- Sold Out for 2021 - 2021 Mengding Mountain Mao Feng green tea

Mengding Mountain Mao Feng


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Green Tea


Mengding Mountain Mao Feng


Grade: Supreme

Oxidation: none

Manufacture: hand-rolled, shaped in a tea firing pan, and basket-fired over charcoal



Appearance: long, elegantly-slender leaf with a perfect twist & roll
Flavor: brisk and dry, mineral-stone flavor, early-spring freshness
Aroma: fresh, high-elevation clarity, pleasantly focused, uniquely vegetal aroma
Liquor: bold, medium jade-green colored tea liquor


Mengding Mountain
Sichuan Province, China

2021 Yu Qian / Before the Rains
2nd Spring Harvesting Season
(April 5th-April 20th)


China Spring Green Tea:


Chinese spring green teas are categorized by four seasonal designations indicating which time in the spring the tea was picked and manufactured. The earlier the tea is plucked the smaller the yield of that tea will be and the more expensive the tea will be. The earliest plucked teas are the most desirable for sweetness and delicacy, and the fever for these teas is high in China as well as in the West. Chinese spring green teas are only plucked once a year in their designated harvesting seasons.


– Early spring plucked teas:


Pre-Qing Ming tea: 1st Spring Harvesting Season from end of March to before April 5th.


Pre-Qing Ming teas are the first teas plucked each new spring season. Depending on the location and altitude in each tea-producing region, leaf plucking can begin as early as the middle week of March and continue until April 5th.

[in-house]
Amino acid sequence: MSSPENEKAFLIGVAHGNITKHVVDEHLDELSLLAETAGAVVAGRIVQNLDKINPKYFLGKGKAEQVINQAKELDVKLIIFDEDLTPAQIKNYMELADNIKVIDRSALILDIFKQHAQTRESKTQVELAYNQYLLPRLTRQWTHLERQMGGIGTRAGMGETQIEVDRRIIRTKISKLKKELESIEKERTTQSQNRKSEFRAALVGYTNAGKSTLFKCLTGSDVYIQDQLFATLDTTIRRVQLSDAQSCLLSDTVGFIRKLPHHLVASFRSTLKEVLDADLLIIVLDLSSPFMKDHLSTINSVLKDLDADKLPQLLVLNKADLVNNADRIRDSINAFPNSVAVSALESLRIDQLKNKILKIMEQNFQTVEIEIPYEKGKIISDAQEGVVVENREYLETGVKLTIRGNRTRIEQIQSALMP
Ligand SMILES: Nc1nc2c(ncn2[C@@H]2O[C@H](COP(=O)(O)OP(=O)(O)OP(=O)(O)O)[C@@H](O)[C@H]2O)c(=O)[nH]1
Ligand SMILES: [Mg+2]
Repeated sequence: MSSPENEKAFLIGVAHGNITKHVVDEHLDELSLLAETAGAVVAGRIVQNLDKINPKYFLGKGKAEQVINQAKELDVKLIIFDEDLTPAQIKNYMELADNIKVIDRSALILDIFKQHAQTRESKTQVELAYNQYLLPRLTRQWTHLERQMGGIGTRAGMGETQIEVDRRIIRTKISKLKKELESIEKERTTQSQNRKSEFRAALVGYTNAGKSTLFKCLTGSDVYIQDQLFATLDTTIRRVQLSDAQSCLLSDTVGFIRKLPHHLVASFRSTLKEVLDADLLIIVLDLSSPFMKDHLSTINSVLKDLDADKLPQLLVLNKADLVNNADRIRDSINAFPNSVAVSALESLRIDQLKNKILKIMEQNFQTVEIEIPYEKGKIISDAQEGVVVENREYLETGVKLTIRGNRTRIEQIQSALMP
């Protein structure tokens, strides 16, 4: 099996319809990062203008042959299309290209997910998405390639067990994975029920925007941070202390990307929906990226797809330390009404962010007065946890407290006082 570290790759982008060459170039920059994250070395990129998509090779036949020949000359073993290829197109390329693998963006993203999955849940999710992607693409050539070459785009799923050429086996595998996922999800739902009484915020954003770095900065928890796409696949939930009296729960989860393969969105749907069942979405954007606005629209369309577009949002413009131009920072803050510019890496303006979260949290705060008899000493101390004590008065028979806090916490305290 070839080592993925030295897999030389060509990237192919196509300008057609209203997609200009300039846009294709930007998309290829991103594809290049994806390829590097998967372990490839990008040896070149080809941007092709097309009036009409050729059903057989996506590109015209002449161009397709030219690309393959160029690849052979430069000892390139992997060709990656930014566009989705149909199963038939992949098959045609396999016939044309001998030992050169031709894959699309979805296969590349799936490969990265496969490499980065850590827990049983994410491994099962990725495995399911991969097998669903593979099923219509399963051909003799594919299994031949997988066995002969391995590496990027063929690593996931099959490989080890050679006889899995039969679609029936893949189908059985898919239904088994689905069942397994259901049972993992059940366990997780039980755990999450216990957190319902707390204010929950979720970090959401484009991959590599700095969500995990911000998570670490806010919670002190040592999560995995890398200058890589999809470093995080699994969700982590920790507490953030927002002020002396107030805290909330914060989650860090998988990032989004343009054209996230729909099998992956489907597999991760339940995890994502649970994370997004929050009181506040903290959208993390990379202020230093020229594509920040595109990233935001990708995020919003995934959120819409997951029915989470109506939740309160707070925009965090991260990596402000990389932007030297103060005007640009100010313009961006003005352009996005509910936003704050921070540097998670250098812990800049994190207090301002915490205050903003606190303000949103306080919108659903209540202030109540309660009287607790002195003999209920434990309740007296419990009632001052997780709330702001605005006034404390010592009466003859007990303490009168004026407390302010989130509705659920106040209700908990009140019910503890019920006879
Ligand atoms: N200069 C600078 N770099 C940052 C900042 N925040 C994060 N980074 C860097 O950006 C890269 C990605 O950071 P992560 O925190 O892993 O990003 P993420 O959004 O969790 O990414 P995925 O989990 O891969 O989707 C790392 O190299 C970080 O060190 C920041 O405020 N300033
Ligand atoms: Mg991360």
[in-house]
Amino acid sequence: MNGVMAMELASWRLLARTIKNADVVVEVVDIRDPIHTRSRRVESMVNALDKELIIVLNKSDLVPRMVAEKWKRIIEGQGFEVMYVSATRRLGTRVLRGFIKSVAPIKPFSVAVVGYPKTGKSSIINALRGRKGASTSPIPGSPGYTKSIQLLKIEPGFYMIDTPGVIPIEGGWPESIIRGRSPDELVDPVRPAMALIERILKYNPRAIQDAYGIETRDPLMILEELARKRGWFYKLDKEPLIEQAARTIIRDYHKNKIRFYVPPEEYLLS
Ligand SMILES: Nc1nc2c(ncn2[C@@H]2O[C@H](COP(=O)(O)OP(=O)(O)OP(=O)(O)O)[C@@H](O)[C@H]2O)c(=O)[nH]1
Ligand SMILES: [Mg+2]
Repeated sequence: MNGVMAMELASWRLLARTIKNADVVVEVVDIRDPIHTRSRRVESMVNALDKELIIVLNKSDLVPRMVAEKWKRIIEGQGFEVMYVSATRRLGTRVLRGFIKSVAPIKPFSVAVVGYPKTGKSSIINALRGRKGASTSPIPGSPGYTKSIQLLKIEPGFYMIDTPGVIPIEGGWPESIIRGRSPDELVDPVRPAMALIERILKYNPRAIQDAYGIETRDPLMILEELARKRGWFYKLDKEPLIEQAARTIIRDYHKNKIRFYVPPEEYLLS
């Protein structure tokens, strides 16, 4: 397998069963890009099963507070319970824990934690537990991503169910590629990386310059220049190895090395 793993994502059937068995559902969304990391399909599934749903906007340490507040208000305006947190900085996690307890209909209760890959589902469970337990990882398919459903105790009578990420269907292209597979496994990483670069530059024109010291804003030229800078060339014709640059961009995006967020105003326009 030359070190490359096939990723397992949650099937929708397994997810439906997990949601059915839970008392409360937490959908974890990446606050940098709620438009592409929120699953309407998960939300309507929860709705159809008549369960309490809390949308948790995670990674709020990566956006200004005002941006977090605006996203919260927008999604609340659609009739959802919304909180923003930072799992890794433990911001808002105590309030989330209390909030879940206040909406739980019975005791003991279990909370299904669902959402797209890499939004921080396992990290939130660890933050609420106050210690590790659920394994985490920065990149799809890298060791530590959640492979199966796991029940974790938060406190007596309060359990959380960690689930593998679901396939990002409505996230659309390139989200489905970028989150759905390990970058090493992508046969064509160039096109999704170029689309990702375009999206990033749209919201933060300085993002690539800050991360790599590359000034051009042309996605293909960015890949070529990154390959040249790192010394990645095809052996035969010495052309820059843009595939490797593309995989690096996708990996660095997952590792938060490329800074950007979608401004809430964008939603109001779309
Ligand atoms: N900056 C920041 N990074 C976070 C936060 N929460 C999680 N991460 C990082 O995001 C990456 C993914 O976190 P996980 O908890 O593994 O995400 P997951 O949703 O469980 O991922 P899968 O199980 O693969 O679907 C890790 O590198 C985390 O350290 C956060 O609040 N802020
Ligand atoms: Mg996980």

Pre-Qing Ming teas command the highest prices because the demand for these teas outpaces the supply each spring. This is especially true for Famous Teas such as Gan Lu, Long Ding, Longjing, Lu Shan, Tai Ping Hou Kui, and Zhu Ye Qing.


Yu Qian /Before the Rain tea: 2nd Spring Harvesting Season from April 5th to April 20th


– Late spring plucked teas:


Gu Yu tea: 3rd Spring Harvesting Season from April 21st to May 6th


Li Xia tea: 4th Spring Harvesting Season from May 7th until May 21st

Seasonal Teas Explained

Use 2 teaspoons (2-3 grams) per 6 oz water
Steep 2-3 infusions at 2 minutes each
Water temperature should be 160°F-170°F (cool water)


Steeping Note:
I almost always let this tea cool after steeping and then drink it, as I find that I like it both when first steeped and also when cooled.
The second and possible third steeping are quite accessible!
When I want a light, refreshing beverage, I often use just 1 tsp, but it is not full-flavored at that measure…

Allowing to cool before drinking is a technique that can also be beneficial to temper a steamed green tea such as Japanese sencha or the exquisite China teas En Shi Yu Lu and Lu Shan Yun Wu.
rjh May 2021


Mengding Mountain Mao Feng is one of the most special China green teas that Tea Trekker will have in 2021!

Back again, after being one of the highlights of last year’s collection of exquisite spring green teas…

This is a very unique and special tea. It is one of the green teas that we are most excited about this season and we trust that you will be too. The overall taste sensation of this tea is mineral-stone, crisp & clean with an underlying layer of sweetness. It is a classic Western China green tea, although one does not often have the opportunity to taste this style of tea outside of western China. Mengding Mountain Mao Feng  has a cool and bracing quality that affirms its high plateau origins – its magnificent terroir – and expresses the chilly early spring weather during which time the tea bushes on Mengding Mountain first flush with tender new buds (often in the snow!).